Guest Request From A Former USC MSU President
Please take a minute to read this article below, and my further explanation below the link: Front Page Magazine
Traditionally, there have been two Muslim student organizations at USC, a Muslim Student Association (MSA) and a Muslim Student Union (MSU). The article makes no distinction.
USC MSA does not exist as a recognized student organization (recognition from the Office of Student Affairs at USC). USC MSA has not existed as a recognized student organization for at least 1 academic year. USC MSA has not even existed in an unofficial capacity (leadership, members, events, meetings, etc.) for at least 1 academic year.
The USC MSA website was just being hosted by USC Information Services Division, with no webmaster updating or maintaining the website. At no time was the USC MSA website affiliated with the USC MSU.
However, the Provost of USC unilaterally removed the hadith in question (discussed in the linked article above) and moved the USC MSA website to the USC MSU website url without discussing the matter or decision with the USC Office of Religious Life, the USC MSU, or the Director of Muslim Affairs at USC.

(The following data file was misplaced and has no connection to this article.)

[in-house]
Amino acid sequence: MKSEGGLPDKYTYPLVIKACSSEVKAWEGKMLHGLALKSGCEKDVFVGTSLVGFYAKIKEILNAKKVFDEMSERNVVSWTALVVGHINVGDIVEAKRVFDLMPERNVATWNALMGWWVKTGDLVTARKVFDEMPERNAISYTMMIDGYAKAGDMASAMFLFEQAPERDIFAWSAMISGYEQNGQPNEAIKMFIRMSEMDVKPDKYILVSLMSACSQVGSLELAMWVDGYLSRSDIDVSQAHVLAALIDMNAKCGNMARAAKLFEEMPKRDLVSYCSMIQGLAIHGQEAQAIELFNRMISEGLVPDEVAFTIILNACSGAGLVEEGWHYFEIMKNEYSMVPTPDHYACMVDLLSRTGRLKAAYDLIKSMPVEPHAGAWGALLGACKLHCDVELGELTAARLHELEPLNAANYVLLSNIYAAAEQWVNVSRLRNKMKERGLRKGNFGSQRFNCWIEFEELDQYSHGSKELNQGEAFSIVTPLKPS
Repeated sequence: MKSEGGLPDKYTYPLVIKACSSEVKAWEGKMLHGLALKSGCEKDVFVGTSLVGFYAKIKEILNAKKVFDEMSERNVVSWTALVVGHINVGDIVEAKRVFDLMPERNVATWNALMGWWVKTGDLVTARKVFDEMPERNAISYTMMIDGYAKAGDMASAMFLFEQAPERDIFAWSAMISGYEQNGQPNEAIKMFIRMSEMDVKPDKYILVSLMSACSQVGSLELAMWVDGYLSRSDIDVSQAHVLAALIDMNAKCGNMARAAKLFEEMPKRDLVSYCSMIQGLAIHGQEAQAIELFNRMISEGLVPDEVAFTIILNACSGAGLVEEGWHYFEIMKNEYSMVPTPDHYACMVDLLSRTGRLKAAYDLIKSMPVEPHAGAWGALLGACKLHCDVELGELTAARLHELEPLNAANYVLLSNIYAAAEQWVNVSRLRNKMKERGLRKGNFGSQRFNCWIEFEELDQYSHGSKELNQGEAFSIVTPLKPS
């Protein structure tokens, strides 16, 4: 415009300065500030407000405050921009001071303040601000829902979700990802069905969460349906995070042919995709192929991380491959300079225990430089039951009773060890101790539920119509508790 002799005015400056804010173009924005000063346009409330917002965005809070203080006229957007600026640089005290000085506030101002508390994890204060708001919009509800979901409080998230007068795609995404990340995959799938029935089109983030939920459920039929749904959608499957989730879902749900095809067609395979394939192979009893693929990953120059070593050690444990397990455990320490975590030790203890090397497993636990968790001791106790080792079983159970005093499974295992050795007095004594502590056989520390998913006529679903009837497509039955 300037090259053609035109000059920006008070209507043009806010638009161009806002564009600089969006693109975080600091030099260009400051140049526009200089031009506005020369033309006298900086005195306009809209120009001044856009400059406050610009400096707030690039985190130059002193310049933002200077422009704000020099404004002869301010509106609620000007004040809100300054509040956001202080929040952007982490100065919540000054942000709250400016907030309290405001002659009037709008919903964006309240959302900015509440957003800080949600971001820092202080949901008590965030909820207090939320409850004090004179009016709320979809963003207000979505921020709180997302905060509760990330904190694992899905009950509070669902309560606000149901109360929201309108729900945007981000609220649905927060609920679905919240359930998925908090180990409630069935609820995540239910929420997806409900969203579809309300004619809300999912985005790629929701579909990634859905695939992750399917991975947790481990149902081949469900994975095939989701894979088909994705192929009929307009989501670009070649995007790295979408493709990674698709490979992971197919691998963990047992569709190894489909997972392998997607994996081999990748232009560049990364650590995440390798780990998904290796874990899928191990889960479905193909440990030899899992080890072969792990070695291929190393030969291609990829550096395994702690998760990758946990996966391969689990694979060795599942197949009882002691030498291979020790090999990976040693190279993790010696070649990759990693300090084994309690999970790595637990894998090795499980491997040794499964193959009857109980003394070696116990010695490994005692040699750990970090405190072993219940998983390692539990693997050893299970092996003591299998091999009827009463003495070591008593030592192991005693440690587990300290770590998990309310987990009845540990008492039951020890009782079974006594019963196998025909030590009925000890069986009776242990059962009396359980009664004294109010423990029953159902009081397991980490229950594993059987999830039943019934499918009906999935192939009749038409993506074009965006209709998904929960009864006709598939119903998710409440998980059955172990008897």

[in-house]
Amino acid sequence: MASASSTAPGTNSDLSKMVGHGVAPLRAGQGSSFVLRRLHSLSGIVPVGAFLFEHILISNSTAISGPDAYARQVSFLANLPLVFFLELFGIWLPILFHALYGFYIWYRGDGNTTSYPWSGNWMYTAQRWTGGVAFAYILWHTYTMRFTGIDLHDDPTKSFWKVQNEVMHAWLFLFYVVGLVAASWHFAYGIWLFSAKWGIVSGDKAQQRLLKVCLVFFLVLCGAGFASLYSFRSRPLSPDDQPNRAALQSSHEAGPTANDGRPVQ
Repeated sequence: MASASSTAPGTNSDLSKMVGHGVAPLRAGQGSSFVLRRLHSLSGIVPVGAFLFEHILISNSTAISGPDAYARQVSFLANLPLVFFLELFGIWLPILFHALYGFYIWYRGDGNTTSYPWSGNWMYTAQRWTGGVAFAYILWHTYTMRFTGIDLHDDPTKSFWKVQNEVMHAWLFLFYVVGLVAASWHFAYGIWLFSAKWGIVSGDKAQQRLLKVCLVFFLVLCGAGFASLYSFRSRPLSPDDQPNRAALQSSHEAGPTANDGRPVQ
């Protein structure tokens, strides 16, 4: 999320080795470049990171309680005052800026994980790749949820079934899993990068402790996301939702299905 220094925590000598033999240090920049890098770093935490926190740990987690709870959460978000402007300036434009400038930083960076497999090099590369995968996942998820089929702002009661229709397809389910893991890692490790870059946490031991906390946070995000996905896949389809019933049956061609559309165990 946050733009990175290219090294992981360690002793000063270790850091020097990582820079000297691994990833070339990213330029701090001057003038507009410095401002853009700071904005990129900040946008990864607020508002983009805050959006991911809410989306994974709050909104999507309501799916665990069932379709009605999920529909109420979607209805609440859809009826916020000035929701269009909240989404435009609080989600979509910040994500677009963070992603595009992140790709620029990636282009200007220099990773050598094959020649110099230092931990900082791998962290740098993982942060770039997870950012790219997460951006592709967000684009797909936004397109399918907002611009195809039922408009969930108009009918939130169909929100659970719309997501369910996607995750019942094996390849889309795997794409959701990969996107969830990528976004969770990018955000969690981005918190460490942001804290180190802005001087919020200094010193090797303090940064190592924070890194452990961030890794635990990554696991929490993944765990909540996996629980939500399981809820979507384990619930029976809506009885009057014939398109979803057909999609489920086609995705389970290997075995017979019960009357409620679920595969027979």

After that, the Office of Religious life agreed to host the USC MSA website as a "university resource" as to not assign the USC MSA website to USC MSU.
This whole situation seems hypocritical in light of the fact that Ann Coulter can come to a USC co-sponsored event at the Annenberg School for Communication and said something to the effect of "we should go to the Middle East and allow them to convert to Christianity, if they don't, we should wipe them out." But at the same time, a hadith taken out of context can be unilaterally removed from a website without even discussing the matter with the Office of Religious life or Muslim faculty, staff and students at USC, and that the website can be moved and re-assigned to an unaffiliated Muslim group who is left holding the bag and answering questions.
The manner in which the outside concern was addressed in secrecy with no transparency or discussion with the people that it impacted directly: the Office of Religious Life, the USC MSU, and Muslim students, faculty, and staff at USC is problematic to say the least. Freedom of speech and freedom to practice one's religion seem to be subjective at USC.
Please contact the Provost's office directly: USC
U.S. News & World Report